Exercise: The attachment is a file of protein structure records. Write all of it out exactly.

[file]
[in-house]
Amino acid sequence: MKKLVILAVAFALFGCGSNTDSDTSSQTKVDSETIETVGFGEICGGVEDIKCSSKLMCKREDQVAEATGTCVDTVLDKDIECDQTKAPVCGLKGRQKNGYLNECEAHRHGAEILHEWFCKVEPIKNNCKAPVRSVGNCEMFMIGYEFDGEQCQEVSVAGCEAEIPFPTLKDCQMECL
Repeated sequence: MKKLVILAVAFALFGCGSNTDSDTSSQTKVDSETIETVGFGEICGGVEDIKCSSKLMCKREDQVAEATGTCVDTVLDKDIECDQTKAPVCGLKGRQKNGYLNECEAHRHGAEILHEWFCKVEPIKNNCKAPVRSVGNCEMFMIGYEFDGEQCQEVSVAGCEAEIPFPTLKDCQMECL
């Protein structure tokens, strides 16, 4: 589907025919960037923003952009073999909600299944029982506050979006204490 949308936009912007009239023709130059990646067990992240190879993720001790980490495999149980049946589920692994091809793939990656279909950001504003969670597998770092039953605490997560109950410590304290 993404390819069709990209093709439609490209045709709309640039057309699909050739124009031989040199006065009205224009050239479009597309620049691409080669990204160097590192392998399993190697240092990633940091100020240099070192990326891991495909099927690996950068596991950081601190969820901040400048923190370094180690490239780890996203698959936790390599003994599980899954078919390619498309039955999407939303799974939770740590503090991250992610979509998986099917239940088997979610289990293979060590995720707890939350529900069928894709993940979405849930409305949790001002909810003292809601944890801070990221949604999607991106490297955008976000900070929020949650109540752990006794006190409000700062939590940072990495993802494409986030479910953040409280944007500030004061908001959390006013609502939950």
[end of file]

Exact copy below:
[in-house]
Amino acid sequence: MKKLVILAVAFALFGCGSNTDSDTSSQTKVDSETIETVGFGEICGGVEDIKCSSKLMCKREDQVAEATGTCVDTVLDKDIECDQTKAPVCGLKGRQKNGYLNECEAHRHGAEILHEWFCKVEPIKNNCKAPVRSVGNCEMFMIGYEFDGEQCQEVSVAGCEAEIPFPTLKDCQMECL
Repeated sequence: MKKLVILAVAFALFGCGSNTDSDTSSQTKVDSETIETVGFGEICGGVEDIKCSSKLMCKREDQVAEATGTCVDTVLDKDIECDQTKAPVCGLKGRQKNGYLNECEAHRHGAEILHEWFCKVEPIKNNCKAPVRSVGNCEMFMIGYEFDGEQCQEVSVAGCEAEIPFPTLKDCQMECL
């Protein structure tokens, strides 16, 4: 589907025919960037923003952009073999909600299944029982506050979006204490 949308936009912007009239023709130059990646067990992240190879993720001790980490495999149980049946589920692994091809793939990656279909950001504003969670597998770092039953605490997560109950410590304290 993404390819069709990209093709439609490209045709709309640039057309699909050739124009031989040199006065009205224009050239479009597309620049691409080669990204160097590192392998399993190697240092990633940091100020240099070192990326891991495909099927690996950068596991950081601190969820901040400048923190370094180690490239780890996203698959936790390599003994599980899954078919390619498309039955999407939303799974939770740590503090991250992610979509998986099917239940088997979610289990293979060590995720707890939350529900069928894709993940979405849930409305949790001002909810003292809601944890801070990221949604999607991106490297955008976000900070929020949650109540752990006794006190409000700062939590940072990495993802494409986030479910953040409280944007500030004061908001959390006013609502939950």